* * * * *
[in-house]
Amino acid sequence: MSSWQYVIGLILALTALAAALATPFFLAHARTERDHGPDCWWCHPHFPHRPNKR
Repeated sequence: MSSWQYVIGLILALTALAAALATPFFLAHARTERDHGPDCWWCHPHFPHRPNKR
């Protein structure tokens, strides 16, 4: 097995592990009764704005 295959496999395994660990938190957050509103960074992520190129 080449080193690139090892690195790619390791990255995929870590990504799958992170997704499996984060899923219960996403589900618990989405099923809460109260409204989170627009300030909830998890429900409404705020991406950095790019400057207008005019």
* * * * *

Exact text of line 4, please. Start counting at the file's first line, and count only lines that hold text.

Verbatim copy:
């Protein structure tokens, strides 16, 4: 097995592990009764704005 295959496999395994660990938190957050509103960074992520190129 080449080193690139090892690195790619390791990255995929870590990504799958992170997704499996984060899923219960996403589900618990989405099923809460109260409204989170627009300030909830998890429900409404705020991406950095790019400057207008005019």